In November 2002, Vartan was charged in a pre-indictment accusation known as an information with two counts of mail fraud and two counts of tax evasion in connection with his embezzlement.

He pleaded guilty to one count each of mail fraud and tax evasion the same day and faced a maximum punishment of more than two years in prison under federal sentencing guidelines.

But Pisano gave him a break for the cooperation he provided federal authorities in several cases, most notably the successful prosecution of former Hoboken mayor Anthony Russo. Both Lustberg and Assistant U.S. Attorney Ricardo Solano told the judge that leniency was appropriate.

Authorities said Russo was responsible for getting Vartan a legal consulting job with the Hoboken Board of Education that paid him $18,000 in 1998 while Russo was given $1,500 in payoffs in return. When Vartan came clean about the arrangement, he "was able to provide documentation that corroborated his story," Solano said after the hearing.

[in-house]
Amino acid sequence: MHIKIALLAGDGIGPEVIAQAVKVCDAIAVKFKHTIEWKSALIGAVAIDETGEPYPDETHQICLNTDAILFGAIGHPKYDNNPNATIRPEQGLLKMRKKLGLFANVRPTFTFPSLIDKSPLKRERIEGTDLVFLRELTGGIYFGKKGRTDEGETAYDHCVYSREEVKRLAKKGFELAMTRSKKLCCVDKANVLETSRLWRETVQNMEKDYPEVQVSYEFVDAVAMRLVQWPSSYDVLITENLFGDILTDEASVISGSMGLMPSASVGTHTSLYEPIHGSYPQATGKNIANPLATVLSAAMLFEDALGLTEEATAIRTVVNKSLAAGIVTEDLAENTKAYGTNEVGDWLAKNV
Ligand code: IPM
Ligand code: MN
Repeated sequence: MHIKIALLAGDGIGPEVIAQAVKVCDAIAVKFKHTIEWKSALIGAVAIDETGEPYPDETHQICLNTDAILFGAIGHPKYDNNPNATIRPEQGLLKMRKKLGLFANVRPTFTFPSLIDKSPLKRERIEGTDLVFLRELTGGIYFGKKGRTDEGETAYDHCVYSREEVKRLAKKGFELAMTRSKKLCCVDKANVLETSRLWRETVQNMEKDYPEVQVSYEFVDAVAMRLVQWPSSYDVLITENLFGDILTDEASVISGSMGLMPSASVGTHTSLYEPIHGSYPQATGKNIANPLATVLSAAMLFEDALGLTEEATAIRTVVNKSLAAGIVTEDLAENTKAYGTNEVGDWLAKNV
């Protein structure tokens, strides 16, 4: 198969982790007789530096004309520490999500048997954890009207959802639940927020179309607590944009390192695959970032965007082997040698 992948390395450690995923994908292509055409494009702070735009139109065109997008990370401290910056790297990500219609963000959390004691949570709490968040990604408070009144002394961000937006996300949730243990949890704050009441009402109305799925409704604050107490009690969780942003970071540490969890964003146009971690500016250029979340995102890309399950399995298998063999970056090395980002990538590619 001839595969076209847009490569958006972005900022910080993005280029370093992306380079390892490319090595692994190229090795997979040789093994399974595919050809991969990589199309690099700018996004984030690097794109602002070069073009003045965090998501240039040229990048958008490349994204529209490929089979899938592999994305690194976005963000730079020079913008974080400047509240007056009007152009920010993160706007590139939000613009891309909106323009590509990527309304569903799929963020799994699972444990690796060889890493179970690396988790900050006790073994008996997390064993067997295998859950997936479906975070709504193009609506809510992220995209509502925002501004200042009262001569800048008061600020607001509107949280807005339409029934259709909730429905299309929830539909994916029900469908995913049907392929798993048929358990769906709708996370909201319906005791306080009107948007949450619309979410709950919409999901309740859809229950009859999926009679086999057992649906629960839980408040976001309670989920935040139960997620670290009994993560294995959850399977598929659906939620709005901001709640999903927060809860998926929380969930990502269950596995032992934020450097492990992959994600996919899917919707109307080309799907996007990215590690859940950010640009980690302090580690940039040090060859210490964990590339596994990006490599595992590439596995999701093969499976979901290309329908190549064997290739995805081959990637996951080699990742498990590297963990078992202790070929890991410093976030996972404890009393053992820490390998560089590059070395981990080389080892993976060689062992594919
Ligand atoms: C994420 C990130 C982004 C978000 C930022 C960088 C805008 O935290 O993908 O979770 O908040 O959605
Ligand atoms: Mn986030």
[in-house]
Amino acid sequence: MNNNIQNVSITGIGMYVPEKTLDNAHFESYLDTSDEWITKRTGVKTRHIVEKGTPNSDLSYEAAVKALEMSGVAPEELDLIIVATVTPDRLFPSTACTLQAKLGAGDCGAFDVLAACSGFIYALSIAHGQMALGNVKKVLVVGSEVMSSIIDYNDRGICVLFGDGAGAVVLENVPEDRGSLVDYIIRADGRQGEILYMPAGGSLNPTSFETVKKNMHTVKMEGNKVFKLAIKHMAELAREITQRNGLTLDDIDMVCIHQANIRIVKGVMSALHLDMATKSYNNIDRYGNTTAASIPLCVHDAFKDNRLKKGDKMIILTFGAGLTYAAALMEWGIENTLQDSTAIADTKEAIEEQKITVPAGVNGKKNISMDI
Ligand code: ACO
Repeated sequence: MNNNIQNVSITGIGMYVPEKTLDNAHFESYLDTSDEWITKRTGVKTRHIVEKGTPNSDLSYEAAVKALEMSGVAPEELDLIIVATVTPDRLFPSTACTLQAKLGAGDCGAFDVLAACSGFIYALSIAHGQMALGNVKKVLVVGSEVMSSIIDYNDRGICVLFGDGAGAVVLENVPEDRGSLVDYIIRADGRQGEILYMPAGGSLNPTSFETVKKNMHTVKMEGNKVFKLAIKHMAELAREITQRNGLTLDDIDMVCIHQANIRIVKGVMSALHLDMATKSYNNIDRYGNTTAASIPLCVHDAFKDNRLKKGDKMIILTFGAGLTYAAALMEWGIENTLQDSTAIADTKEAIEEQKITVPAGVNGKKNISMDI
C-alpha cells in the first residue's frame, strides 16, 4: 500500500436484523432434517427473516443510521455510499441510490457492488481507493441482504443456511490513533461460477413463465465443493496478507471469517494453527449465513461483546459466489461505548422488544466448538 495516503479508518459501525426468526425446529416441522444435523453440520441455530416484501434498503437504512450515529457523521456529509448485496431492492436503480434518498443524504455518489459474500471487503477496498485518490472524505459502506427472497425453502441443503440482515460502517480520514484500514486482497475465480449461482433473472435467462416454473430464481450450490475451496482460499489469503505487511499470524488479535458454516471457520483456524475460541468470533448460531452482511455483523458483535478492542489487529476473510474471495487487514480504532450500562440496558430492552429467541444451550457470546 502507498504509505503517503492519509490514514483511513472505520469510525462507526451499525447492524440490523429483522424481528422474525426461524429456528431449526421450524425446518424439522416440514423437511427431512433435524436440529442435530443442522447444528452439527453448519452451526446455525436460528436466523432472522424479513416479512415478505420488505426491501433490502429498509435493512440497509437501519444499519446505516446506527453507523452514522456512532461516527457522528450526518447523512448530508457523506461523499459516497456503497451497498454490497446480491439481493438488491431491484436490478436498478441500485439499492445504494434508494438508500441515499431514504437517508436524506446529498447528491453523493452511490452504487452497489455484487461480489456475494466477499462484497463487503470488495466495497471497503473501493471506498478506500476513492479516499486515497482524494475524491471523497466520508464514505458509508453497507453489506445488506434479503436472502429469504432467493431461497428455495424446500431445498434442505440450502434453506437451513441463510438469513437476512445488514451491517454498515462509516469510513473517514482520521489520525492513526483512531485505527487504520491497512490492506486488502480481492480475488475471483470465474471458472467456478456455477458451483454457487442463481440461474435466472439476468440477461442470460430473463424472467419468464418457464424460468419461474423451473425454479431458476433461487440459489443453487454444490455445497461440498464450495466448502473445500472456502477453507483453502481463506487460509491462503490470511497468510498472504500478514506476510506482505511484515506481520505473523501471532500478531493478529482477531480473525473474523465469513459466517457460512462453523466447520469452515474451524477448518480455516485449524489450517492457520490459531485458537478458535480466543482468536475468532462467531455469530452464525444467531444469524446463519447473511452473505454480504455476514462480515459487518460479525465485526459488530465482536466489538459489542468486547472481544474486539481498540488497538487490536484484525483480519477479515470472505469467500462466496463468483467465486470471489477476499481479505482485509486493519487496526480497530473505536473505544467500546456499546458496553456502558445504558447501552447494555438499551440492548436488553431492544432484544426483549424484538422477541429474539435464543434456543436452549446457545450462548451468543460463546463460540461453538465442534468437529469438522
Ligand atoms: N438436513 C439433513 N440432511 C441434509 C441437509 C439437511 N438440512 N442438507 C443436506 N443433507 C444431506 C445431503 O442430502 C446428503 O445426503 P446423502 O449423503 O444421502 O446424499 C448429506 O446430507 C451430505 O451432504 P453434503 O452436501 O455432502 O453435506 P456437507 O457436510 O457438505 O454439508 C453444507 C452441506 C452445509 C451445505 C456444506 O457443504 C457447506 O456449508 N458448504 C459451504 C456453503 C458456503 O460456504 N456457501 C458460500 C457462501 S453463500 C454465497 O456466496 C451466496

Last year, Pisano sentenced Russo, who took a plea rather than go to trial, to 30 months behind bars for accepting hundreds of thousands of dollars in kickbacks from a city contractor while serving as Hoboken's mayor for eight years.

The judge called Vartan's crime "foolhardy" but maintained his assistance had been invaluable, saying investigators did not previously have the information he gave them.

"It's clear to me that Mr. Vartan's testimony hanging over Mr. Russo's head was a determining factor in Mr. Russo's decision to plead guilty," Pisano said.

In seeking mercy, Lustberg argued that Vartan had been a good mayor, involving more women and minorities in public life, cleaning up local government in Kearny and lowering taxes.

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HARRISONS MAYOR RAYMOND MCDOUGHNA IS THE ONLY PERSON RESPONSIBLE FOR WHAT IS HAPPENING IN HARRISON, THIS GUY THINKS HE CAN DO WHAT HE WANTS WITH OUR TAXPAYERS MONEY WITHOUT EVEN HAVING MEETINGS WITH THE PEOPLE THAT ELECTED HIM. OH NO HE WAS APPOINTED IN RIGHT? RAYMOND YOU HAVE TO KNOW BY NOW THAT YOU NEED TO GO YOU HAVE DONE ENOUGH DAMAGE.